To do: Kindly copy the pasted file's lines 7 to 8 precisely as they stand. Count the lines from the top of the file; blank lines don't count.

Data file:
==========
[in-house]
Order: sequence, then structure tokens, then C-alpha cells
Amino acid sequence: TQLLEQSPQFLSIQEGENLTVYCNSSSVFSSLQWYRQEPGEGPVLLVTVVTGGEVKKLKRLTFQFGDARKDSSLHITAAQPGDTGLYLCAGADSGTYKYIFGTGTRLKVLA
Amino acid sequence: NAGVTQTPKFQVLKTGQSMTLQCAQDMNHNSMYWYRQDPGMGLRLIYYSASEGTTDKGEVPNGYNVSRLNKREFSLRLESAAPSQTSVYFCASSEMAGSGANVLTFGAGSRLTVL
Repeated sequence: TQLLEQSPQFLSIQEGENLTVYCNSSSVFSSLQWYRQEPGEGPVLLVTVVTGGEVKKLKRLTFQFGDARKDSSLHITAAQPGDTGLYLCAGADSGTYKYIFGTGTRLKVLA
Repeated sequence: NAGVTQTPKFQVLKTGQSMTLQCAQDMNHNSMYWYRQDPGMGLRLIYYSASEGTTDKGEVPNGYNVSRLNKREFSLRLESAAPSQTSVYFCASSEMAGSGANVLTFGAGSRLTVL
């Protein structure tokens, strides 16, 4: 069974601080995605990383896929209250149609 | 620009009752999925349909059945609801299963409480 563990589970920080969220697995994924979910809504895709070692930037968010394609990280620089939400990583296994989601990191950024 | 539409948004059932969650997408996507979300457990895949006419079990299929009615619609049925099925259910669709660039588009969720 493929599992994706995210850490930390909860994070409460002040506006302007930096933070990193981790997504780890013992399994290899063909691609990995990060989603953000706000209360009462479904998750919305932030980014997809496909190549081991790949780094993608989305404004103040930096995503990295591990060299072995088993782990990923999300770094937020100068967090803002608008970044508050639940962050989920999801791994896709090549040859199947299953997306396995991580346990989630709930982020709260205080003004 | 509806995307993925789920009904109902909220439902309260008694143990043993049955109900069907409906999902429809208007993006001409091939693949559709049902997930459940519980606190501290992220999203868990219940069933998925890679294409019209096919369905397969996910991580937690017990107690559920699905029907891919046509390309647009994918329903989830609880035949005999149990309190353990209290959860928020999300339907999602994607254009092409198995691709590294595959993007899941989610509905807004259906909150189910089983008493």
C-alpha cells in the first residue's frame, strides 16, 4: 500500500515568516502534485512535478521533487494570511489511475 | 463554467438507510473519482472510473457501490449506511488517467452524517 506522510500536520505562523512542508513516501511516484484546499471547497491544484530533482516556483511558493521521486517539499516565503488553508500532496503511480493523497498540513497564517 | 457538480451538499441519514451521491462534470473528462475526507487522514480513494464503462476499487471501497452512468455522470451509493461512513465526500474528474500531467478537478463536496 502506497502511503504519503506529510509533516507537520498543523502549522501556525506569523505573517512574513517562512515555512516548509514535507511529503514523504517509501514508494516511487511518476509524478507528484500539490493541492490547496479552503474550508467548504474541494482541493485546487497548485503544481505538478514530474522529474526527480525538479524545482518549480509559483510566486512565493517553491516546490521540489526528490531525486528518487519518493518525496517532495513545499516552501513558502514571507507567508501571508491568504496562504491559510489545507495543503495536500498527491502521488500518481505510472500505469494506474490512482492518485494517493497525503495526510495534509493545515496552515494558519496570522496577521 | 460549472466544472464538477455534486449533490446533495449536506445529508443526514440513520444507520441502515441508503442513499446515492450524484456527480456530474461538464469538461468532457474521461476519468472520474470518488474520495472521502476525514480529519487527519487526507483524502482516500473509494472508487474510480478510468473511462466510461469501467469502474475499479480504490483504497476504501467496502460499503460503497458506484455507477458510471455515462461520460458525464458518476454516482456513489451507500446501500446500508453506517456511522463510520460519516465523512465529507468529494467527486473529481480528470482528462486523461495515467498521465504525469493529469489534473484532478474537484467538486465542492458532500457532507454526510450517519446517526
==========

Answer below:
């Protein structure tokens, strides 16, 4: 069974601080995605990383896929209250149609 | 620009009752999925349909059945609801299963409480 563990589970920080969220697995994924979910809504895709070692930037968010394609990280620089939400990583296994989601990191950024 | 539409948004059932969650997408996507979300457990895949006419079990299929009615619609049925099925259910669709660039588009969720 493929599992994706995210850490930390909860994070409460002040506006302007930096933070990193981790997504780890013992399994290899063909691609990995990060989603953000706000209360009462479904998750919305932030980014997809496909190549081991790949780094993608989305404004103040930096995503990295591990060299072995088993782990990923999300770094937020100068967090803002608008970044508050639940962050989920999801791994896709090549040859199947299953997306396995991580346990989630709930982020709260205080003004 | 509806995307993925789920009904109902909220439902309260008694143990043993049955109900069907409906999902429809208007993006001409091939693949559709049902997930459940519980606190501290992220999203868990219940069933998925890679294409019209096919369905397969996910991580937690017990107690559920699905029907891919046509390309647009994918329903989830609880035949005999149990309190353990209290959860928020999300339907999602994607254009092409198995691709590294595959993007899941989610509905807004259906909150189910089983008493």
C-alpha cells in the first residue's frame, strides 16, 4: 500500500515568516502534485512535478521533487494570511489511475 | 463554467438507510473519482472510473457501490449506511488517467452524517 506522510500536520505562523512542508513516501511516484484546499471547497491544484530533482516556483511558493521521486517539499516565503488553508500532496503511480493523497498540513497564517 | 457538480451538499441519514451521491462534470473528462475526507487522514480513494464503462476499487471501497452512468455522470451509493461512513465526500474528474500531467478537478463536496 502506497502511503504519503506529510509533516507537520498543523502549522501556525506569523505573517512574513517562512515555512516548509514535507511529503514523504517509501514508494516511487511518476509524478507528484500539490493541492490547496479552503474550508467548504474541494482541493485546487497548485503544481505538478514530474522529474526527480525538479524545482518549480509559483510566486512565493517553491516546490521540489526528490531525486528518487519518493518525496517532495513545499516552501513558502514571507507567508501571508491568504496562504491559510489545507495543503495536500498527491502521488500518481505510472500505469494506474490512482492518485494517493497525503495526510495534509493545515496552515494558519496570522496577521 | 460549472466544472464538477455534486449533490446533495449536506445529508443526514440513520444507520441502515441508503442513499446515492450524484456527480456530474461538464469538461468532457474521461476519468472520474470518488474520495472521502476525514480529519487527519487526507483524502482516500473509494472508487474510480478510468473511462466510461469501467469502474475499479480504490483504497476504501467496502460499503460503497458506484455507477458510471455515462461520460458525464458518476454516482456513489451507500446501500446500508453506517456511522463510520460519516465523512465529507468529494467527486473529481480528470482528462486523461495515467498521465504525469493529469489534473484532478474537484467538486465542492458532500457532507454526510450517519446517526